New Flying Car Takes Flight In Japan, But There's A Catch
Well, it’s not actually a car.
Japan’s most recent project for a proper flying car was established in May 2017 with the goal to provide a vehicle that will light the Olympic Flame during the 2020 Olympics in Tokyo. The event was postponed to 2021 due to the global coronavirus pandemic which basically means the team has an extra year to finalize the project. The good news is the first test run of the machine finally took place in Japan last week.
In an official press release, the team of Toyota engineers, which calls itself SkyDrive, informs us that it has conducted a demonstration flight of its SD-03 vehicle on August 25 at Toyota’s 10,000-square-meter (approximately 2.5-acre) test field. This marks the first public demonstration of a flying vehicle in Japan’s history.
“We are extremely excited to have achieved Japan’s first-ever manned flight of a flying car in the two years since we founded SkyDrive in 2018 with the goal of commercializing such aircraft,” Tomohiro Fukuzawa, CEO of SkyDrive, comments. “We aim to take our social experiment to the next level in 2023 and to that end we will be accelerating our technological development and our business development.”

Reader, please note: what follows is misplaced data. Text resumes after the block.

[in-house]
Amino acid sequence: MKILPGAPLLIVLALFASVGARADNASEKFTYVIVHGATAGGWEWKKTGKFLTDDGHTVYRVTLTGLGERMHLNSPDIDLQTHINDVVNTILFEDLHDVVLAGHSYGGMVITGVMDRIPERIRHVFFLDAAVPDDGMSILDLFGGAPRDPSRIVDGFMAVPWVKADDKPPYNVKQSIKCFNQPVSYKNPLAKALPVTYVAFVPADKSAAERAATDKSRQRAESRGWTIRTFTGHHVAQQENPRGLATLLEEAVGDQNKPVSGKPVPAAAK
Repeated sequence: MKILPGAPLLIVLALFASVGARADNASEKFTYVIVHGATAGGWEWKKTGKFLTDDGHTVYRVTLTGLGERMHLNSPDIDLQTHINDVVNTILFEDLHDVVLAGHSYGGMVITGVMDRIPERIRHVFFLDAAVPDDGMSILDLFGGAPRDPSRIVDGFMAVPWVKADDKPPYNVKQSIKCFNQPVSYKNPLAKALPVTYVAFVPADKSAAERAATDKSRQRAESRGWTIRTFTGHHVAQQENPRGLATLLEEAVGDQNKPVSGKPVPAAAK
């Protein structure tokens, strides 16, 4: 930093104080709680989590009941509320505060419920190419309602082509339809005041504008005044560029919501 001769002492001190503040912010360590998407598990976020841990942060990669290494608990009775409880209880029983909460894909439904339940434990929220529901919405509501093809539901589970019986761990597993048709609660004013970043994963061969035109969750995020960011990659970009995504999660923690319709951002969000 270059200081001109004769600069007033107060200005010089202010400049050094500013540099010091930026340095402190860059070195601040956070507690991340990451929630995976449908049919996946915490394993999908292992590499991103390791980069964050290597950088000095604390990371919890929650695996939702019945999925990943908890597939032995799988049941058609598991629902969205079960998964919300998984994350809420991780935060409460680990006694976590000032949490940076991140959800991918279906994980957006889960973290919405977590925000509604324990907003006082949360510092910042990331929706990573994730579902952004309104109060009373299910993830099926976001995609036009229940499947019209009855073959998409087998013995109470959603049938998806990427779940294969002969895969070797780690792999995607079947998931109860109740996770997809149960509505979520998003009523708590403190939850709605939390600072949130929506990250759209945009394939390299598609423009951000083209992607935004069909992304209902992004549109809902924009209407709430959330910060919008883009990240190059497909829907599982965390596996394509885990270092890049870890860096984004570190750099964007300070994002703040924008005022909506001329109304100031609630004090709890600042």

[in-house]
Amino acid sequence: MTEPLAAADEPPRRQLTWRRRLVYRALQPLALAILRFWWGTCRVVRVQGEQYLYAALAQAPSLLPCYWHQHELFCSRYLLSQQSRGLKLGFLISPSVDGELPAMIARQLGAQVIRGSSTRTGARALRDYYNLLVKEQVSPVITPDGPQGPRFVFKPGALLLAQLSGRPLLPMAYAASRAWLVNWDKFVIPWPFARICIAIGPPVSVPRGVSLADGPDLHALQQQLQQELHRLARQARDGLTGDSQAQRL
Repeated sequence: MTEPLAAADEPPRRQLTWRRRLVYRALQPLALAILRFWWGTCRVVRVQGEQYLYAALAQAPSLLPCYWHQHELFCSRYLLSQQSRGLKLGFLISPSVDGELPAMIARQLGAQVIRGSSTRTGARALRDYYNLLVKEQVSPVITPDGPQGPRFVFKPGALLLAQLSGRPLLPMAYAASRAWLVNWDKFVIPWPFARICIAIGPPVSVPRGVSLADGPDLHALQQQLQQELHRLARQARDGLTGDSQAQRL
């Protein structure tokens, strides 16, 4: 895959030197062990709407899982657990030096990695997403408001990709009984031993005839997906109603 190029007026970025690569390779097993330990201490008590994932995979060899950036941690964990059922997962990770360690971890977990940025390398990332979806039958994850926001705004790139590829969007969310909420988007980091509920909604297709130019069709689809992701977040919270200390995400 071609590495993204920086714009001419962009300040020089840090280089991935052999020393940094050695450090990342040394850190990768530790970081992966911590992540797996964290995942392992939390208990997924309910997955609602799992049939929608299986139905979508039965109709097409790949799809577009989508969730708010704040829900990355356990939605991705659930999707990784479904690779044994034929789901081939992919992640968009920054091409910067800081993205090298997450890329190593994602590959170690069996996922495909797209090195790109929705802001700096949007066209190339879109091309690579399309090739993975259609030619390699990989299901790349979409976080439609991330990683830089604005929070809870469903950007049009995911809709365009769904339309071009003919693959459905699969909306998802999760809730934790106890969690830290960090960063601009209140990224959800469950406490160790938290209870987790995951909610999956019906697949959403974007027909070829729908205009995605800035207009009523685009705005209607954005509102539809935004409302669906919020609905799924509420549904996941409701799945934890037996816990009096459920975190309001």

According to the information released by the firm, the flying machine circled the area for approximately four minutes and was controlled by an operator which was assisted by a computer control system. SkyDrive says “the aircraft has been designed to be the world’s smallest electric Vertical Take-Off and Landing (eVTOL)” and to us, this description pretty much says it directly that this isn’t actually a car but rather a small aircraft.
The construction of the machine includes eight electric motors driving rotors deployed in four positions. SkyDrive says further test flights are planned for later this year and the company even plans to make first flights outside the test ground area by the end of 2020.
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